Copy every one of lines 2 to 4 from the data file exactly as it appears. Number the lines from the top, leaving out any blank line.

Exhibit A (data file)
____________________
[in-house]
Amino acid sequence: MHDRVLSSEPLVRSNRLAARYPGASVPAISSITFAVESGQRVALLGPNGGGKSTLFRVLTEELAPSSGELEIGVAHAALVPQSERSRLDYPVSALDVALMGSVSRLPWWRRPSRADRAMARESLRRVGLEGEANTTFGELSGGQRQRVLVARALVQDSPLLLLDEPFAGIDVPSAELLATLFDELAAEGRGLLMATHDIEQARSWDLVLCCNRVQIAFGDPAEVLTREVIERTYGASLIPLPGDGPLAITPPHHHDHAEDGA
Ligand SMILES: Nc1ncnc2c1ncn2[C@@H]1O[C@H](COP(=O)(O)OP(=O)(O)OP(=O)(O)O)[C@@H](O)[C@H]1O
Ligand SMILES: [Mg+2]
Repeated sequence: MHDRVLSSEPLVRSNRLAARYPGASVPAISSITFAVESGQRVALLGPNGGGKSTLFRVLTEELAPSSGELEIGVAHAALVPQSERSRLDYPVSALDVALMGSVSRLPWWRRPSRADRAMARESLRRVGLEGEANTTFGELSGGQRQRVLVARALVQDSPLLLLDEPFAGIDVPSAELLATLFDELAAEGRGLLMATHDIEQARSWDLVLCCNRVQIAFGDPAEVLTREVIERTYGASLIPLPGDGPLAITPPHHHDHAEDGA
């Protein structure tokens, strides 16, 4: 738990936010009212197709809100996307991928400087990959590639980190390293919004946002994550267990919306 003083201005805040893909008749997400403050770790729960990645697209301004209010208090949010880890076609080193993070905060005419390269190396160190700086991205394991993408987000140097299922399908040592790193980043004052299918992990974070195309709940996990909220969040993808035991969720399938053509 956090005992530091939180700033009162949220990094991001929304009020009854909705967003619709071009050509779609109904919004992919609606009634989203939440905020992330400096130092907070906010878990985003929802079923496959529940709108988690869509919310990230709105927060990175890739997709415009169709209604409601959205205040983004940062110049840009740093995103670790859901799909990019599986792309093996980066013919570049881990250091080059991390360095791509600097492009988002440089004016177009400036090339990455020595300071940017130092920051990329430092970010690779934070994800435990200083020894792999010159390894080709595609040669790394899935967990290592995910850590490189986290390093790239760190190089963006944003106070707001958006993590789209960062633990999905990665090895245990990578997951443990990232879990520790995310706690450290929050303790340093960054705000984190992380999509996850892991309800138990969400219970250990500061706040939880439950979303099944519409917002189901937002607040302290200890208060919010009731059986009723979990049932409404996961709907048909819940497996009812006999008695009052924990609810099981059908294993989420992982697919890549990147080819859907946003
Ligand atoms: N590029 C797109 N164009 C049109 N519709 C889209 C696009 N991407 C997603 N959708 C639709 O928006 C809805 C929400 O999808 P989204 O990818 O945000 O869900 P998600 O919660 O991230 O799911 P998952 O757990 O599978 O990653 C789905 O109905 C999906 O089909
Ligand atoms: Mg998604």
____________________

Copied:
Amino acid sequence: MHDRVLSSEPLVRSNRLAARYPGASVPAISSITFAVESGQRVALLGPNGGGKSTLFRVLTEELAPSSGELEIGVAHAALVPQSERSRLDYPVSALDVALMGSVSRLPWWRRPSRADRAMARESLRRVGLEGEANTTFGELSGGQRQRVLVARALVQDSPLLLLDEPFAGIDVPSAELLATLFDELAAEGRGLLMATHDIEQARSWDLVLCCNRVQIAFGDPAEVLTREVIERTYGASLIPLPGDGPLAITPPHHHDHAEDGA
Ligand SMILES: Nc1ncnc2c1ncn2[C@@H]1O[C@H](COP(=O)(O)OP(=O)(O)OP(=O)(O)O)[C@@H](O)[C@H]1O
Ligand SMILES: [Mg+2]